48      On the other hand, it cannot be inferred either from the wording of Article 6 of Directive 91/250, read in conjunction with recitals 19 and 20 thereof, or from the scheme of that article, that the EU legislature intended to exclude any possible reproduction of the code of a computer program and the translation of the form of that code other than where those acts are carried out in order to obtain the information necessary to achieve the interoperability between an independently created computer program and other programs.

49      In that regard, it should be noted that, while Article 6 of Directive 91/250 concerns the acts necessary to ensure the interoperability of independently created computer programs, the objective of Article 5(1) of that directive is to enable the lawful purchaser of a program to use it in accordance with its intended purpose. Those two provisions therefore have different purposes.

50      In the second place, as the Advocate General observed, in essence, in point 59 of his Opinion, this analysis is supported by the travaux préparatoires for Directive 91/250, from which it is apparent that the addition, to the European Commission’s initial proposal, of the current Article 6 of that directive was intended specifically to govern the question of the interoperability of programs created by independent authors, without prejudice to the provisions intended to enable the lawful purchaser of the program to use that program normally.

51      In the third place, an interpretation of Article 6 of Directive 91/250 to the effect suggested by Top System would undermine the effectiveness of the faculty expressly afforded to the lawful purchaser of a program by the EU legislature, in Article 5(1) of Directive 91/250, to correct errors preventing the use of the program in accordance with its intended purpose.

52      As the Advocate General stated in point 79 of his Opinion, the correction of errors affecting the operation of a computer program, in most cases, and in particular where the correction to be effected consists in disabling a function that is affecting the proper operation of the application of which that program forms a part that, necessitates access to the source code or, at the very least, to the quasi-source code of that program.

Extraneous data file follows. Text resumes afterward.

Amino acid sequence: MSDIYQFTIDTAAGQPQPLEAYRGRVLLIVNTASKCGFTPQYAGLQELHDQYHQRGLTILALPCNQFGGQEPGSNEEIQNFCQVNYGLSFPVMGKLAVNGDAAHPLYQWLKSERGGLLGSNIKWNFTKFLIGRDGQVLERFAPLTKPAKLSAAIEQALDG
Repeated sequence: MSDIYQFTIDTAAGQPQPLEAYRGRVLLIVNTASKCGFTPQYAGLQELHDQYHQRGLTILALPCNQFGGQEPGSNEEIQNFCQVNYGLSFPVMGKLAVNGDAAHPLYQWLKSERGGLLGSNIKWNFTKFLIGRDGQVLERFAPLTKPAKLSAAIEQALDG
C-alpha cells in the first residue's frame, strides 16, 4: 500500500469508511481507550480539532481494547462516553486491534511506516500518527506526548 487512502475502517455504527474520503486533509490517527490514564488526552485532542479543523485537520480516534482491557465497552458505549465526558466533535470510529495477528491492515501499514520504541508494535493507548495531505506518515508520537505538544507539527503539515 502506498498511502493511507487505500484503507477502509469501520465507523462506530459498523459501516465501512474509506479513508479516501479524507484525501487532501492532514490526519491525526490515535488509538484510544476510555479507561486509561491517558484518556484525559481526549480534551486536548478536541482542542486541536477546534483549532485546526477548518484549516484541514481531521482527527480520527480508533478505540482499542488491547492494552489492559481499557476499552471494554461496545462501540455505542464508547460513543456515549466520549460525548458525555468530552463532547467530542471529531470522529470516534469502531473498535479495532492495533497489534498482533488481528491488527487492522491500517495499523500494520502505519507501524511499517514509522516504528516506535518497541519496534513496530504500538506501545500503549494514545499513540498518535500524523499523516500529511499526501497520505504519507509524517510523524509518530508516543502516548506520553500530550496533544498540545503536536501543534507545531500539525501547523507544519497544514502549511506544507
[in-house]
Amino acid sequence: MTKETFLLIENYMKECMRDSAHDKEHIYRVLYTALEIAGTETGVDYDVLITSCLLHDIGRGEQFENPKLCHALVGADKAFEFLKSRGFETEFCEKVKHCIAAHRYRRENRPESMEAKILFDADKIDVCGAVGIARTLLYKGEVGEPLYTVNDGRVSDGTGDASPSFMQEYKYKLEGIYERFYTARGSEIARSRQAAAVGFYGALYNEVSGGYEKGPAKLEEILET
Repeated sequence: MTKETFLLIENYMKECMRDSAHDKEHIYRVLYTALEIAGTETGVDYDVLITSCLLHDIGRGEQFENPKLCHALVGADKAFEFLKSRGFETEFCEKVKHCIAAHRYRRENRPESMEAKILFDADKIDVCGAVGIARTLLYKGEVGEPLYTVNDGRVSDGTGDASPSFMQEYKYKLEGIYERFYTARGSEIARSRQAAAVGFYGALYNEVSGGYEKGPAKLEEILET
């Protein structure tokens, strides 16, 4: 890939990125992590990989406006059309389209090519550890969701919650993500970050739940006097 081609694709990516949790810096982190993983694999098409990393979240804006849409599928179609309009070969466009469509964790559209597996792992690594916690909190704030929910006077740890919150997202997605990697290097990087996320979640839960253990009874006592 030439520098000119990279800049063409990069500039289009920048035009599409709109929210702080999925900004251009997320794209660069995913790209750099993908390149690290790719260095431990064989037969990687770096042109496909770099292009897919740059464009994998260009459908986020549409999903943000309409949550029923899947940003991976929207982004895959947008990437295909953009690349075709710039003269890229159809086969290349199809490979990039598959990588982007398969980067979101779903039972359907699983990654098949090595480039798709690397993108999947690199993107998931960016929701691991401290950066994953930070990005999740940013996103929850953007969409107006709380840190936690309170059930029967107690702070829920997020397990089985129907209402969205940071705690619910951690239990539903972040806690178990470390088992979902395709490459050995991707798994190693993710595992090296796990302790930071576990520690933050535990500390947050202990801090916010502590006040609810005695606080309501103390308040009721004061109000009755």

53      In the light of the foregoing considerations, the answer to the first question referred is that Article 5(1) of Directive 91/250 must be interpreted as meaning that the lawful purchaser of a computer program is entitled to decompile all or part of that program in order to correct errors affecting its operation, including where the correction consists in disabling a function that is affecting the proper operation of the application of which that program forms a part.

 The second question

54      By its second question, the referring court asks, in essence, whether Article 5(1) of Directive 91/250 must be interpreted as meaning that the lawful purchaser of a computer program who wishes to decompile that program in order to correct errors affecting its operation must satisfy the requirements laid down in Article 6 of that directive or other requirements.

55      In that regard, it must be borne in mind that, as stated in paragraph 49 of this judgment, the exception laid down in Article 6 of Directive 91/250 has a different scope and purpose to that laid down in Article 5(1) thereof. Consequently, the requirements laid down in Article 6 are not, as such, applicable to the exception laid down in Article 5(1) of that directive.

56      However, it must be held that, in the light of the wording, scheme and purpose of Article 5(1) of Directive 91/250, the performance of acts which, together, constitute the decompilation of a computer program is, when carried out under that provision, subject to certain requirements.